Poetry Breakfast accepts submissions of poetry and poetry related creative non-fiction year-round.  See our Submission Guidelines page for details on submitting your work.

Start your morning with a nourishing poem.  Follow us on  TwitterFacebook, and  Tumblr,  and enjoy a new poem every morning straight to your feed.

To a Former Coworker – A Poem by Alyssa Trivett

To a Former Coworker

Last I heard,
you were living in the basement of a relative,
alcohol in your hand, every clock-tick,
a lawn-chair as your makeshift bed.
I remember when you told me the story
of the scar on your face;
you were eleven and weren’t wearing a seat belt,
your head lightning smashed through the windshield.
You sarcastically admitted your pill abuse.
Your sister said the intervention didn’t work.
I still remember our conversations in the warehouse.

 

 

About the Poet:  Alyssa Trivett is a wandering soul from the Midwest, and when she isn’t working, she listens to music and scrawls lines on the back of gas station receipts. Her work has recently appeared at In Between Hangovers and Spillwords. She recently had fifteen poems published in a poetry anthology entitled Ambrosia. All proceeds from the anthology are donated to the American Foundation for Suicide Prevention (afsp.org). Amazon link: https://www.amazon.com/Ambrosia-Poetry-Anthology-Eric-Keizer-ebook/dp/B074WCLD69

 

Poetry Breakfast accepts submissions of poetry and poetry related creative non-fiction year-round.  See our Submission Guidelines page for details on submitting your work.

Start your morning with a nourishing poem.  Follow us on  Twitter, Facebook, and  Tumblr,  and enjoy a new poem every morning straight to your feed.

My stomach is – A Poem by Nancy Schatz Alton

My stomach is

remembering the cold cash tacos we ate
swallowed by the horse landscape
soothed by lashing rain & your soft/sweet compliments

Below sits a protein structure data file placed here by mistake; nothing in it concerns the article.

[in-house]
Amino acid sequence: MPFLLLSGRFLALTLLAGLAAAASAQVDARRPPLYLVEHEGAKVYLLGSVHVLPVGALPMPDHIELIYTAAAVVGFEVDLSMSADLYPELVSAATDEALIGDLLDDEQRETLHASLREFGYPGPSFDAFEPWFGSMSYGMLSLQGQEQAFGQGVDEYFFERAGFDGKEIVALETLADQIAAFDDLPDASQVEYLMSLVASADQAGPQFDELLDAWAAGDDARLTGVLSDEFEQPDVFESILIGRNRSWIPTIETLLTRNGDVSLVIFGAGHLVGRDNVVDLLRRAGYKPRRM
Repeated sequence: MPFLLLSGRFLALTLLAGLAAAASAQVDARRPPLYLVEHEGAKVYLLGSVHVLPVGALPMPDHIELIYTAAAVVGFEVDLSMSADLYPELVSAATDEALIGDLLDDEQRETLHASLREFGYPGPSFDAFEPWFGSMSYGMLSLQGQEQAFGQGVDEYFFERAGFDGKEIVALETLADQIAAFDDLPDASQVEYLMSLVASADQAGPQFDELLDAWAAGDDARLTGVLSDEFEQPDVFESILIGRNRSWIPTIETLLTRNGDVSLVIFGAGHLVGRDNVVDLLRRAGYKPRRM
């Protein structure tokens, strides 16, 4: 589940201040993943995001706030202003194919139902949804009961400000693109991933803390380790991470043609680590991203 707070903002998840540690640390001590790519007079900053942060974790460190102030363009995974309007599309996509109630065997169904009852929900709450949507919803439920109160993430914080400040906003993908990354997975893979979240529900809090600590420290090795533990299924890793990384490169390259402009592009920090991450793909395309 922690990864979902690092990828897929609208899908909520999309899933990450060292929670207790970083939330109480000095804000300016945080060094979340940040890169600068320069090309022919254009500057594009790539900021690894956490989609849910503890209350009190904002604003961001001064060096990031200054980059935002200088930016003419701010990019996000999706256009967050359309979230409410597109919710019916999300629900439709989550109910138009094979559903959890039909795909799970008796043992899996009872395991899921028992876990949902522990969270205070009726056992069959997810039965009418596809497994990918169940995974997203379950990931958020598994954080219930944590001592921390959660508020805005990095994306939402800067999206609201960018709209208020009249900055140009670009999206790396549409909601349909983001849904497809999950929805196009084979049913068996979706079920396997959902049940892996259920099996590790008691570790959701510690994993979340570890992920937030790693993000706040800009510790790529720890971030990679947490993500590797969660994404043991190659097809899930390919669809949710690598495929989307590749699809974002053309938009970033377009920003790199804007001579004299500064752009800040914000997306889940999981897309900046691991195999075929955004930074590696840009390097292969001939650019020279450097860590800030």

I wanted to be an orange red fire tree, wise and tired,
ready for the boom/crash of love
flexed by a well-placed axe blade.

No seascape—shape-shifting clouds dropped
salt and iron on our sweat-strewn skin.

On Tuesdays, I eat tacos and think of you.

 

 

About the Poet:  Freelance writer, editor and teacher Nancy Schatz Alton spends her free time reading, writing poetry and soaking in and seeking connection in Seattle, Washington. She lives with her husband, two teen daughters, two havanese dogs and grandma’s dog (for now). Find her blog at www.withinthewords.com and a selection of her writing work at www.ParentMap.com.

 

Poetry Breakfast accepts submissions of poetry and poetry related creative non-fiction year-round.  See our Submission Guidelines page for details on submitting your work.

Start your morning with a nourishing poem.  Follow us on  Twitter, Facebook, and  Tumblr,  and enjoy a new poem every morning straight to your feed.

The Night of the Salmon-Go-Up-River Full Moon – A Poem by Tricia Knoll

The Night of the Salmon-Go-Up-River Full Moon

A full moon blesses this cooling-off
July night, the farm, the black currants,
the tin-roof barn, the Old Spot pigs.

You and I snuggle under a comforter
as the willow sways in eddied wind.
Bone-white light stretches long javelins

of moonshine from the ten-window door,